I use the OSI as the reference site and there find:

which points to:

which starts:

Open Source Initiative OSI - The MIT License:Licensing [OSI Approved License]

The MIT License

Copyright (c)

Permission is hereby granted, free of charge, to any person obtaining a copy of this software and associated documentation files (the "Software"), to deal in the Software without restriction, including without limitation the rights to use, copy, modify, merge, publish, distribute, sublicense, and/or sell copies of the Software, and to permit persons to whom the Software is furnished to do so, subject to the following conditions:

I believe you can redistribute or relicense as you suggest. The Wiki says:

: Can I freely include code in my project that is under a compatible license? ¶

Not necessarily. Compatibility just means that you can create code that derives from both. However the combined result must respect both sets of copyright terms. Therefore including code under another license may require you to change your own license terms.

In general projects that use a permissive license (such as the MIT license) need to be careful when including other code, but their original code can be widely reused. Conversely projects that use a restrictive license (such as the GPL) can often safely use code from other projects, but their code cannot be reused as widely. This directionality can be a source of conflict between different developers and projects.

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but what about that '.. distribute, sublicense, and/or sell ..'? Doesn't this mean "You can change the licence if you want to." ? – Martin Nov 30 '09 at 22:06
I thought the FSF's opinion on whether you could remix MIT/X11 with GPL was more relevent. – Martin Beckett Nov 30 '09 at 23:25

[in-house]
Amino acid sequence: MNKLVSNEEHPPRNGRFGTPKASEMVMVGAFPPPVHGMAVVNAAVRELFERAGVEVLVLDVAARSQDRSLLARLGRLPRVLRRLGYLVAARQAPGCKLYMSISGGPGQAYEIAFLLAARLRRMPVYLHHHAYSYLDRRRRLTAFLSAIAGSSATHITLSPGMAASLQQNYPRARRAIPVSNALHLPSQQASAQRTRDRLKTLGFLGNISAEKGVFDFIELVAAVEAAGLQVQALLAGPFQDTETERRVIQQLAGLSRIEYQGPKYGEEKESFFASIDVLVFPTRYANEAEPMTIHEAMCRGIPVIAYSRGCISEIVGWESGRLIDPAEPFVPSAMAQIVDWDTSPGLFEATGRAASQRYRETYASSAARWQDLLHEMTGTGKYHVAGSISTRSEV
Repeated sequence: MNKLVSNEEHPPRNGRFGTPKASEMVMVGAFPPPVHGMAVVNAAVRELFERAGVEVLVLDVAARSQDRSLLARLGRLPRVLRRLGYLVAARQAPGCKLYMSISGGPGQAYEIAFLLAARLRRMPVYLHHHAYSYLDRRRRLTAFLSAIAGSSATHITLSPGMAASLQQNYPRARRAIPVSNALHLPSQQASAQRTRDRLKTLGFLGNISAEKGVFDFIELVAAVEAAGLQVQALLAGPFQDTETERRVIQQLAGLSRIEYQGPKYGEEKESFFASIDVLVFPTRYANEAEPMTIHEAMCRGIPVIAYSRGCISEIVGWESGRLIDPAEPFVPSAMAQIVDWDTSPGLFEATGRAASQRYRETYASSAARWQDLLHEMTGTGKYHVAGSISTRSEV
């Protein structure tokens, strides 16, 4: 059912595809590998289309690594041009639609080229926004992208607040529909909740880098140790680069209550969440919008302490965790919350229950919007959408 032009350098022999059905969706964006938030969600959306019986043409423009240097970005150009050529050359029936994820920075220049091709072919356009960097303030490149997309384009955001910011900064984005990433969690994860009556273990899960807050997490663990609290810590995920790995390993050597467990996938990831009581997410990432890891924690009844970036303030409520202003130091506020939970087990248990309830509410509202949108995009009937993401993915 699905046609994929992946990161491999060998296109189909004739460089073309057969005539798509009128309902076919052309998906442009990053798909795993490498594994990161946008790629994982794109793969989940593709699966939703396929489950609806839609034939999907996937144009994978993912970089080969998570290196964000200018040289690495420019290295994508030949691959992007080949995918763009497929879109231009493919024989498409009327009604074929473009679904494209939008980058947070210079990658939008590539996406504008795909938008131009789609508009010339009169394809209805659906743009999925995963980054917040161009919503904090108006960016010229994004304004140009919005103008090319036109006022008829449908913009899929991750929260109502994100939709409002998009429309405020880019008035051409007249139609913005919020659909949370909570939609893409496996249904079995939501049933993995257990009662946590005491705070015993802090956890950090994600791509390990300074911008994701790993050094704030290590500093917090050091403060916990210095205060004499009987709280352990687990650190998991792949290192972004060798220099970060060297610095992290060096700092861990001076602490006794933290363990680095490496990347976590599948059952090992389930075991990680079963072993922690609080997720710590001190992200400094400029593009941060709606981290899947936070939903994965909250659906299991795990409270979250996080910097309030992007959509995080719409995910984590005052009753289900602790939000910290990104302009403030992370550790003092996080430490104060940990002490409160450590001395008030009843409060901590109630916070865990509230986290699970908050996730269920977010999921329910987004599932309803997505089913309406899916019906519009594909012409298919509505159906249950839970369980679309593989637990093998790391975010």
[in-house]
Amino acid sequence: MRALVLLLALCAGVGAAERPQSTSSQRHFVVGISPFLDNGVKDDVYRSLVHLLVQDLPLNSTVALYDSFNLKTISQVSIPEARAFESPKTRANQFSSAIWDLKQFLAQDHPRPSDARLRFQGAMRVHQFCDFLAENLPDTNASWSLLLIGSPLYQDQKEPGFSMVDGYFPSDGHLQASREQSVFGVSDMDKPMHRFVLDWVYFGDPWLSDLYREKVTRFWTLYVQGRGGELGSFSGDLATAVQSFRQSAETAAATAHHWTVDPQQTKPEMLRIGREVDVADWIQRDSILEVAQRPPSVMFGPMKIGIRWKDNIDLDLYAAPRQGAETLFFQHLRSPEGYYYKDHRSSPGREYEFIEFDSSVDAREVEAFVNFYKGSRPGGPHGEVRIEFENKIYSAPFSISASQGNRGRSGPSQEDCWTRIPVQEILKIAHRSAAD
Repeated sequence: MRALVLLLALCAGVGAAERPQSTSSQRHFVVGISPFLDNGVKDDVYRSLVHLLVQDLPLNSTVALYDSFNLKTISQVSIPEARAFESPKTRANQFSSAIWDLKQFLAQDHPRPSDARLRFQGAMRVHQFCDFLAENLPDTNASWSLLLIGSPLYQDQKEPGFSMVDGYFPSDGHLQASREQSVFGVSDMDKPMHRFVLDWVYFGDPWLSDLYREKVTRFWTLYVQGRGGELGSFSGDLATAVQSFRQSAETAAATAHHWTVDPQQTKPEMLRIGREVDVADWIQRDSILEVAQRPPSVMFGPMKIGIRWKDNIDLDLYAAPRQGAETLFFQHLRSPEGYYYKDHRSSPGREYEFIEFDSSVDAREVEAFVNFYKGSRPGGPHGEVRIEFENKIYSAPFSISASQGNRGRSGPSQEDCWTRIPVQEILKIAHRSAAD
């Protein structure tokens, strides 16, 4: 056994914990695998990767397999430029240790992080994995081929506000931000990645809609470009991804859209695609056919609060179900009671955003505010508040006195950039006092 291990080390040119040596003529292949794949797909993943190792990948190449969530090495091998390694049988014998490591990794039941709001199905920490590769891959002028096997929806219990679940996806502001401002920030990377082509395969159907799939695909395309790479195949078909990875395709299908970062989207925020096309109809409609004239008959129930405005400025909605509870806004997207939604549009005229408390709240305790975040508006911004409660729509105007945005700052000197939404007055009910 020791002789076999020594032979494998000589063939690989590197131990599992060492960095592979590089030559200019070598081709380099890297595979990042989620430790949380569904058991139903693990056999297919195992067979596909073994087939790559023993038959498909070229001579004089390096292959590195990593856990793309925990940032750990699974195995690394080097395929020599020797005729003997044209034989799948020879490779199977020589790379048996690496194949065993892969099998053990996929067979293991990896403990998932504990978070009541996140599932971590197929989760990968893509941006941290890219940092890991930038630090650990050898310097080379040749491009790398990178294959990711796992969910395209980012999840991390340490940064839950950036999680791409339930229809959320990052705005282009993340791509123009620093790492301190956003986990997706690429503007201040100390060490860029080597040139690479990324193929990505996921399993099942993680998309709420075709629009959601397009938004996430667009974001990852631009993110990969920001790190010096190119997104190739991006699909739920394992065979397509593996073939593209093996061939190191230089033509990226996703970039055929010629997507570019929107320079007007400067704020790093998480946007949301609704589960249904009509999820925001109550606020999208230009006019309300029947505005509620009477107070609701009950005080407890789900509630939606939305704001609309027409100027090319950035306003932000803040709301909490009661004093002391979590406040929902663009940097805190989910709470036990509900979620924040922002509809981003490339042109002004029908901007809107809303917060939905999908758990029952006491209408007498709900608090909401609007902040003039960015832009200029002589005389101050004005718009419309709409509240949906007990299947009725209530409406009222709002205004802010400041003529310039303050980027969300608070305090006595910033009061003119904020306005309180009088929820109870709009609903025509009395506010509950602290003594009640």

My understanding that the MIT license can be relicensed at will due to the line that states you may sublicense it without restriction. In essence, it is similar to releasing code as public domain except that it disclaims warranty.

I prefer the WTFPL, though.

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You can't re-license without the copyright owner's permission, if there is one. As pointed by ceejayoz, some licenses allow that, but most of them do not.

What you can do is license your additions/modifications in a different, possibly more, but mostly always not lesser restrictive wording.

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so the MIT (X11) and BSD licences are somewhat "viral" too? – Martin Nov 30 '09 at 21:47
You most certainly can re-license code you didn't write, if the code's license permits such a thing. As an example, I could put a really nasty license on public domain code if I wanted to. – ceejayoz Nov 30 '09 at 21:50
@ceejayoz: Forgot about that, changed the wording to make it clearer. – danielkza Nov 30 '09 at 21:51
Wording change doesn't really address my point. Public domain is not the only relicensable code. I can write a non-public domain license that allows relicensing - the WTFPL is an example: – ceejayoz Nov 30 '09 at 21:56